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Taken from The Times (May 21, 2017)

Brian May exclusive interview: Queen, debauchery and Freddie Mercury

Tragedy, debauchery … and dwarves — the guitarist Brian May gives Krissi Murison an access-all-areas account of his life with Freddie Mercury and rock’s most flamboyant band

by The Sunday Times

Killer queens: from left: Deacon, Mercury, May, Taylor, 1970

Brian May does a great Freddie Mercury impression. He leans forward in his chair, clasps his hands together conspiratorially and channels the high-speed, staccato delivery of the greatest showman of the late 20th century: “ ‘I had an idea … you know Michael Jackson did this album and it’s called Bad?’ Yeah, Fred. ‘Well, the album we’re making, we could call it Good.’ ”

May laughs. “He would always knock you sideways. Sometimes it was great and sometimes it wasn’t.”

The visitors to Freddie’s dressing room started to change from hot chicks to hot men. It didn’t matter to us — why should it?

May, the guitarist in Queen since their 1970 inception, remembers when Mercury finally announced to him that he was gay, “years after it was obvious”. “In the beginning, the band lived on a shoestring. We couldn’t afford individual hotel rooms, so I would share a room with Freddie … There isn’t a lot I don’t know about Freddie and what he got up to in those days — which was not men, I have to tell you. It was fairly obvious when the visitors to Freddie’s dressing room started to change from hot chicks to hot men. It didn’t matter to us, why should it? But Freddie had this habit of saying, ‘Well, I suppose you realise this, that or the other,’ in this very offhand way, and he did say at some point, ‘I suppose you realise I’ve changed in my private life?’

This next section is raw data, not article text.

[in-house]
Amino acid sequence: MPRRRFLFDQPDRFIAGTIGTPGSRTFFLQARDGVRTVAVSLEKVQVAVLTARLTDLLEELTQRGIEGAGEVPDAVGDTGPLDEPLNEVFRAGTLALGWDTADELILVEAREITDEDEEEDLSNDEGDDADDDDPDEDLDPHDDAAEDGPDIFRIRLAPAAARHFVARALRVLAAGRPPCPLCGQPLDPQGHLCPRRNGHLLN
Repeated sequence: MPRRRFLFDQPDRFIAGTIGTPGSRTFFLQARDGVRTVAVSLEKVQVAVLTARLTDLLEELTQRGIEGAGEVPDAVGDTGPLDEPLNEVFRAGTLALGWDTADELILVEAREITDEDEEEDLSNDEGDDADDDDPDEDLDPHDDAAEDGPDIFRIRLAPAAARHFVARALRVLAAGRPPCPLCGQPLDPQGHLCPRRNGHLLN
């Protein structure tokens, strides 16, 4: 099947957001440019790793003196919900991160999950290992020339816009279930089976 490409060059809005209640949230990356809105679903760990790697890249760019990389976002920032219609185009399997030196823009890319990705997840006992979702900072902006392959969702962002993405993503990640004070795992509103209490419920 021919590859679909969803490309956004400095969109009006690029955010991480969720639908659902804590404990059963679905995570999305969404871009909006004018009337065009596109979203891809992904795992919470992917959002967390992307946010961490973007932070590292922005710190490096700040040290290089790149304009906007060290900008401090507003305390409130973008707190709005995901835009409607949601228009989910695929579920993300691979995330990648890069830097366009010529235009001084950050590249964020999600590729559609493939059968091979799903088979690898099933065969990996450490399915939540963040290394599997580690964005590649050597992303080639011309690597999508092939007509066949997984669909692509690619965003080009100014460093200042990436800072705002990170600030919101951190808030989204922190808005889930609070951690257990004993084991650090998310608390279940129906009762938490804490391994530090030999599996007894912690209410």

“And years later, he said, ‘I suppose you realise that I’m dealing with this illness.’ Of course, we all knew [he had Aids], but we didn’t want to. He said, ‘You probably gather that I’m dealing with this thing and I don’t want to talk about it and I don’t want our lives to change, but that’s the situation.’ And then he would move on.”

Dredging through old memories has been the subject of May’s latest project: a compilation book of his personal collection of 3D photos from his time striding around the globe during Queen’s heady reign of stadium-rock supremacy. The accompanying words mark the first time any member of Queen has written about their experiences in the band.

It is harrowing to read of Freddie’s final days and the devastating effect the HIV virus took on his body before he died in late 1991. “The problem,” May writes, “was actually his foot, and tragically there was very little left of it. Once, he showed it to us at dinner. And he said, ‘Oh Brian, I’m sorry I’ve upset you by showing you that.’ And I said, ‘I’m not upset, Freddie, except to realise you have to put up with all this terrible pain.’ ”